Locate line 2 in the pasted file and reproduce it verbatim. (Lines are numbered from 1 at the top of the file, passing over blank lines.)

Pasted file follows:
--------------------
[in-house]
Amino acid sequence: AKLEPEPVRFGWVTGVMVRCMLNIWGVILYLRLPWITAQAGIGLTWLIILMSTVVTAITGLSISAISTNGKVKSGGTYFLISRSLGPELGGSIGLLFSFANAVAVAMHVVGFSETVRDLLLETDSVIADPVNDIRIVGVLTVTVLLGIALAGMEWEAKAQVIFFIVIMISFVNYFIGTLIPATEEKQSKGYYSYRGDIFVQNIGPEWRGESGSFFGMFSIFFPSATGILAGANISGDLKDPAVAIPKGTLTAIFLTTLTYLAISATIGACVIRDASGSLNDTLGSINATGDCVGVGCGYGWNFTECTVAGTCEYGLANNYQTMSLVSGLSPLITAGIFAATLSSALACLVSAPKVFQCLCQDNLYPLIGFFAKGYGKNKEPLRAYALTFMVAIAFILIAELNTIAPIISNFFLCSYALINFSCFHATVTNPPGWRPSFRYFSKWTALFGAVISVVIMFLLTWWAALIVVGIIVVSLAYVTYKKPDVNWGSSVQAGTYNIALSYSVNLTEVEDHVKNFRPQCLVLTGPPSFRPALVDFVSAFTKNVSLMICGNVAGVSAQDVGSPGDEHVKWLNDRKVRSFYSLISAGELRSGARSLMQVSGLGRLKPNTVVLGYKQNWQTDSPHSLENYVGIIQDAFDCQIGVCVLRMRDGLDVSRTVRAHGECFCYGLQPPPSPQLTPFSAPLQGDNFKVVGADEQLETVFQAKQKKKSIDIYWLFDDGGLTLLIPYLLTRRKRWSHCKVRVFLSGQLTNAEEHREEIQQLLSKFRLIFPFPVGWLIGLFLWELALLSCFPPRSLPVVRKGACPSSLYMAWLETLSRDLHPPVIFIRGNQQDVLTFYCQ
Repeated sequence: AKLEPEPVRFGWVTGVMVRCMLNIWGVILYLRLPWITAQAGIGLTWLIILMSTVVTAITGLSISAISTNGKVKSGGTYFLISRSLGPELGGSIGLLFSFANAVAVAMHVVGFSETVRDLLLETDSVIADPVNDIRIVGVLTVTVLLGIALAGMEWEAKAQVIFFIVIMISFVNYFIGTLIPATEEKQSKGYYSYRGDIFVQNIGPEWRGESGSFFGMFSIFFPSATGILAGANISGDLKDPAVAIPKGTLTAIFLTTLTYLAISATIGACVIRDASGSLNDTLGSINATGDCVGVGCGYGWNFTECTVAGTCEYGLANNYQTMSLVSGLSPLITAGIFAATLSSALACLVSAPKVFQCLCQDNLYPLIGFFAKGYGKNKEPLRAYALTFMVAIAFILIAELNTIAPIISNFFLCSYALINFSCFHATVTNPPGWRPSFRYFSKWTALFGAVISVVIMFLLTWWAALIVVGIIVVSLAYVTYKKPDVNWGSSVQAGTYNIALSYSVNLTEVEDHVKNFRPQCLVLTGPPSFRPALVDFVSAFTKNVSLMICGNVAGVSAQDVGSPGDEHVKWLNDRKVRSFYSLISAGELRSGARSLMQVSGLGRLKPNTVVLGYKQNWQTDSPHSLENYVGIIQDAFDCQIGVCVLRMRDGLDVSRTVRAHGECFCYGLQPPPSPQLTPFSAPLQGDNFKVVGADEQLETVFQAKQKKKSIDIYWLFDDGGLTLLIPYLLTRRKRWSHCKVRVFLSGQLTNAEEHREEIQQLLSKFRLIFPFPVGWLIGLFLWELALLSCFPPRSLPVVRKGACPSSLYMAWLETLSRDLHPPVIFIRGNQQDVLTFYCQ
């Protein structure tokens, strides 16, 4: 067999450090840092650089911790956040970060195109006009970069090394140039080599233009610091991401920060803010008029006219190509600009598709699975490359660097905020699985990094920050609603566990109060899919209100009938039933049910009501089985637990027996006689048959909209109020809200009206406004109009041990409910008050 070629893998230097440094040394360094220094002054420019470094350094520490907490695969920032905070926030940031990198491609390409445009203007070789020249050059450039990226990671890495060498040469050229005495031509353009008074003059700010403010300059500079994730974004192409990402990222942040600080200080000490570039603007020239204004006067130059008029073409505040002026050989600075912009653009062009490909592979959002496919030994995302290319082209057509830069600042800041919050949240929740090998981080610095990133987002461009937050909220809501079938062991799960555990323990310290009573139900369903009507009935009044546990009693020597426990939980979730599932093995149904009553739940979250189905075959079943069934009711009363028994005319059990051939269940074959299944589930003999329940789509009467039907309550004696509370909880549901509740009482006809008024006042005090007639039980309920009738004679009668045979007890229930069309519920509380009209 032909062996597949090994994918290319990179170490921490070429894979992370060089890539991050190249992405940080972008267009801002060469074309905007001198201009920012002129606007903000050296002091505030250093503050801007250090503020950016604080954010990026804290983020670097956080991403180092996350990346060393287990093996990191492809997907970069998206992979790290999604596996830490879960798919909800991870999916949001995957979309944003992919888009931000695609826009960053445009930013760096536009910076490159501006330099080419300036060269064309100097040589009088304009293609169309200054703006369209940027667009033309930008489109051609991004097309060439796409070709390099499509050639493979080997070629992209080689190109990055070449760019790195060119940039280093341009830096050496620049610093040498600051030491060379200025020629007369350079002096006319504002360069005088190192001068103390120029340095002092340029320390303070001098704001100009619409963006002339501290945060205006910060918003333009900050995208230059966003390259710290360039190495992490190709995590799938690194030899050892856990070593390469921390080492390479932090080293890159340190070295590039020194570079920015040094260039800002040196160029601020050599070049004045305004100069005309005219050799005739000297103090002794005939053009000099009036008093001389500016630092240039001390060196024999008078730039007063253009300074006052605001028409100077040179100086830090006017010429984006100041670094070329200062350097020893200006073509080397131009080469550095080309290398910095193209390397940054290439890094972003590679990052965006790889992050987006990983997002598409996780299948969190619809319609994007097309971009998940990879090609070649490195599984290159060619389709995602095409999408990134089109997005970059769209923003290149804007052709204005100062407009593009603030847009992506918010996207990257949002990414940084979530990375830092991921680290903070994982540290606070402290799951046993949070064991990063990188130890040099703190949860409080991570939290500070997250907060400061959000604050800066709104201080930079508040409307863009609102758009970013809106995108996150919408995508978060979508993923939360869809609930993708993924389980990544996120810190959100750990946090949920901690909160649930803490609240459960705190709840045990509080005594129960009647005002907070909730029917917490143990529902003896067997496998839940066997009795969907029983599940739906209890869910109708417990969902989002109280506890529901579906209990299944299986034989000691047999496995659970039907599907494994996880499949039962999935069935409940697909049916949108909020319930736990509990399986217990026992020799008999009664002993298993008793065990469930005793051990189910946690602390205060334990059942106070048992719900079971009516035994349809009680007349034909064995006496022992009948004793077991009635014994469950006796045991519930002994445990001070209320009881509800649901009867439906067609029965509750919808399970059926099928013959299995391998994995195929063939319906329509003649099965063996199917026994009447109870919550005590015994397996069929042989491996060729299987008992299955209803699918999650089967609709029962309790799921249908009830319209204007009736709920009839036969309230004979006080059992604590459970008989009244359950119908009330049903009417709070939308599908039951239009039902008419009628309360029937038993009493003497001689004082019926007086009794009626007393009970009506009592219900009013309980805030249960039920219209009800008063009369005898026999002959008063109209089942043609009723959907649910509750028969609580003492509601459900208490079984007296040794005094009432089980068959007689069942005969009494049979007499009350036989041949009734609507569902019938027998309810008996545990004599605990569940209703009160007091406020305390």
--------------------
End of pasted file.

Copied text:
Amino acid sequence: AKLEPEPVRFGWVTGVMVRCMLNIWGVILYLRLPWITAQAGIGLTWLIILMSTVVTAITGLSISAISTNGKVKSGGTYFLISRSLGPELGGSIGLLFSFANAVAVAMHVVGFSETVRDLLLETDSVIADPVNDIRIVGVLTVTVLLGIALAGMEWEAKAQVIFFIVIMISFVNYFIGTLIPATEEKQSKGYYSYRGDIFVQNIGPEWRGESGSFFGMFSIFFPSATGILAGANISGDLKDPAVAIPKGTLTAIFLTTLTYLAISATIGACVIRDASGSLNDTLGSINATGDCVGVGCGYGWNFTECTVAGTCEYGLANNYQTMSLVSGLSPLITAGIFAATLSSALACLVSAPKVFQCLCQDNLYPLIGFFAKGYGKNKEPLRAYALTFMVAIAFILIAELNTIAPIISNFFLCSYALINFSCFHATVTNPPGWRPSFRYFSKWTALFGAVISVVIMFLLTWWAALIVVGIIVVSLAYVTYKKPDVNWGSSVQAGTYNIALSYSVNLTEVEDHVKNFRPQCLVLTGPPSFRPALVDFVSAFTKNVSLMICGNVAGVSAQDVGSPGDEHVKWLNDRKVRSFYSLISAGELRSGARSLMQVSGLGRLKPNTVVLGYKQNWQTDSPHSLENYVGIIQDAFDCQIGVCVLRMRDGLDVSRTVRAHGECFCYGLQPPPSPQLTPFSAPLQGDNFKVVGADEQLETVFQAKQKKKSIDIYWLFDDGGLTLLIPYLLTRRKRWSHCKVRVFLSGQLTNAEEHREEIQQLLSKFRLIFPFPVGWLIGLFLWELALLSCFPPRSLPVVRKGACPSSLYMAWLETLSRDLHPPVIFIRGNQQDVLTFYCQ